I cooked all evening Sunday.  (and cleaned the bathroom – small victories!  Don’t look at the rest of the house.)  Made Roasted Squash, Pear, Ginger Soup from the cookbook Vegetable Soups by Deborah Madison.  Sounded good.  Smelled pretty good.  Lordy!  It’s great!  Surpassed my expectations!  It’s dessert, without being sweet.  And the house filled with the smells of roasting, well, see above.  And braised chicken legs.  And pumpkin muffins.  The brocolli salad was less successful.  Harsh raw garlic.  Not so good for lunch at work.  And roasted tomatoes.   I can cook a nice pile of food, not necessarily a meal to eat all at once, about once a week.  So I don’t feel so bad later in the week when I’m buyin lunch en la calle.

Time to Change Your Clothes!  Put on Your Shoes!  Grab a Jacket!  Really – grab a jacket!  It’s cold out there and your mother’s cold!  You need a jacket!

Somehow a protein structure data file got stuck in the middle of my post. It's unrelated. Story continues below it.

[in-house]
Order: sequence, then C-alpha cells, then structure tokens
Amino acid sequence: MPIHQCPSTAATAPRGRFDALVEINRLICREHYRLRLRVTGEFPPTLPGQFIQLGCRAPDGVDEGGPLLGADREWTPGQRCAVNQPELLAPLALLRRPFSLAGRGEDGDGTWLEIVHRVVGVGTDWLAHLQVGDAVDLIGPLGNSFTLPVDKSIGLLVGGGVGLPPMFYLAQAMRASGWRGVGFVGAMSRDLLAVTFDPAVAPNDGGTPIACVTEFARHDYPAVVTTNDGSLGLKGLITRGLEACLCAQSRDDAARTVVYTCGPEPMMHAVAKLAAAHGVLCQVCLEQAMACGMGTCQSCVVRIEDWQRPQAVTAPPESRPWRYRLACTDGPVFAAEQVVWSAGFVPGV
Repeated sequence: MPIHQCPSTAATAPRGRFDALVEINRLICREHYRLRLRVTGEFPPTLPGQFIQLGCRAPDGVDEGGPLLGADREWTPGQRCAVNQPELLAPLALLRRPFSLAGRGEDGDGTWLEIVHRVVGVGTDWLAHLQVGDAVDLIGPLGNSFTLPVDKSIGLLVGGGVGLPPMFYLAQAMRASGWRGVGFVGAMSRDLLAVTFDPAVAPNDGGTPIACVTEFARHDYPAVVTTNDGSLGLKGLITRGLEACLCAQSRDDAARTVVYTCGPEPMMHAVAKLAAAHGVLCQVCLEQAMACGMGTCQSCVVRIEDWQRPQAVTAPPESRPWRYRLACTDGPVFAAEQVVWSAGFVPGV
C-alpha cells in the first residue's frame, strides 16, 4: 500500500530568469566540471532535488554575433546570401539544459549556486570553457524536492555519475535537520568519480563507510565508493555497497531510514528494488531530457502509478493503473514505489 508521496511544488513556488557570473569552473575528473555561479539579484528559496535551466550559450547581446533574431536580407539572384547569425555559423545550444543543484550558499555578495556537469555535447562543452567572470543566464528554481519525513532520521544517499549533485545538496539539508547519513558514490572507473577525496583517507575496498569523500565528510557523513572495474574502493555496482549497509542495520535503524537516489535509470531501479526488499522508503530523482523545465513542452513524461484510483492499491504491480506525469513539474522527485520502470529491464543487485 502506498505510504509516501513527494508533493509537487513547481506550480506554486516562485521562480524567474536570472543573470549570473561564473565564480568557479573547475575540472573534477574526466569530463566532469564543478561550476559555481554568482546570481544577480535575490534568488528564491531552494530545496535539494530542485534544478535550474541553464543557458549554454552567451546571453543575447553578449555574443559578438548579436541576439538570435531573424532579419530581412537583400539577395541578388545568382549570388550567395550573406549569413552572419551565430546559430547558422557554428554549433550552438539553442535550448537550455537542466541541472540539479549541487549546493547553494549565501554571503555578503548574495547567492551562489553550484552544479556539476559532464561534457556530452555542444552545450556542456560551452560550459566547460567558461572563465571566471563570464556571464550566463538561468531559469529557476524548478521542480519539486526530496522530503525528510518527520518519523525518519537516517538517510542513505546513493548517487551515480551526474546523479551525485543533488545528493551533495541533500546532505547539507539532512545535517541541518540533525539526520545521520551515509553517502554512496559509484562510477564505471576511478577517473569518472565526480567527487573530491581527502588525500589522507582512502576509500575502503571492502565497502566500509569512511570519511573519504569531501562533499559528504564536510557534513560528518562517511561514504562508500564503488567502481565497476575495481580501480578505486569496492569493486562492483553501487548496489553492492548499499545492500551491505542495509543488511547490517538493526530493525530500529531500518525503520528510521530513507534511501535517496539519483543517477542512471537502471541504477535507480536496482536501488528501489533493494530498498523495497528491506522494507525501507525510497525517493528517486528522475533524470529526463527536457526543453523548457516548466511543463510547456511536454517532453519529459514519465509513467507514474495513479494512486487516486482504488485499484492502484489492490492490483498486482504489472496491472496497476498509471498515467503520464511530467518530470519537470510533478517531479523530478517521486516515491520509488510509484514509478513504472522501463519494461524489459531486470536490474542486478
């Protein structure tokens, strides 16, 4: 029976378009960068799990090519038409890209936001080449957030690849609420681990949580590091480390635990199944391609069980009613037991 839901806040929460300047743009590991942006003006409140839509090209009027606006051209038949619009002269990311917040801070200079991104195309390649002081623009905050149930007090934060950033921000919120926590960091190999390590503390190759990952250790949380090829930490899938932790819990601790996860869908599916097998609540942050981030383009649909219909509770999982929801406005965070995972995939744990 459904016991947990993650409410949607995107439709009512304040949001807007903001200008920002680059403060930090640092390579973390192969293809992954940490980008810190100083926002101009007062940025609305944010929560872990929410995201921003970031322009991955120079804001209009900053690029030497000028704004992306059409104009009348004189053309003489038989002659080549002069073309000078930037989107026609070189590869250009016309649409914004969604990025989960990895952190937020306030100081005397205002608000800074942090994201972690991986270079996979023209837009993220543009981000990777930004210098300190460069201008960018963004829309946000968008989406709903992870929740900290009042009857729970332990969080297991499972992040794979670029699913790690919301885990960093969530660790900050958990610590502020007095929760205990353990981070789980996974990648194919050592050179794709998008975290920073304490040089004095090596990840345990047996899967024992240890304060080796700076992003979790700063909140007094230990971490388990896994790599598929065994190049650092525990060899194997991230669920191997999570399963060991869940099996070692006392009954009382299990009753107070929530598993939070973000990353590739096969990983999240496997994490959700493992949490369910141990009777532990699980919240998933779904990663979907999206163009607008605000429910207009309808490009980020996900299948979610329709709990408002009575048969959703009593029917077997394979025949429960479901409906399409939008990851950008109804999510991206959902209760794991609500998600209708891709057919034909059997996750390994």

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Snapshot of a good day

Time to take down the Easter eggs hanging around the house.  We celebrate Spring, and spring means painted eggs brought by fertile rabbits.  Very confusing thing, Spring.  But it was more like Summer early this week, and nobody could move or think.  Now we’re back to normal weather, of a sort.  Much more pleasant.  We have no heat tolerance.  I don’t want to go to the beach in hot weather and walk on hot sand and get burned by the hot sun.  I like foggy mornings.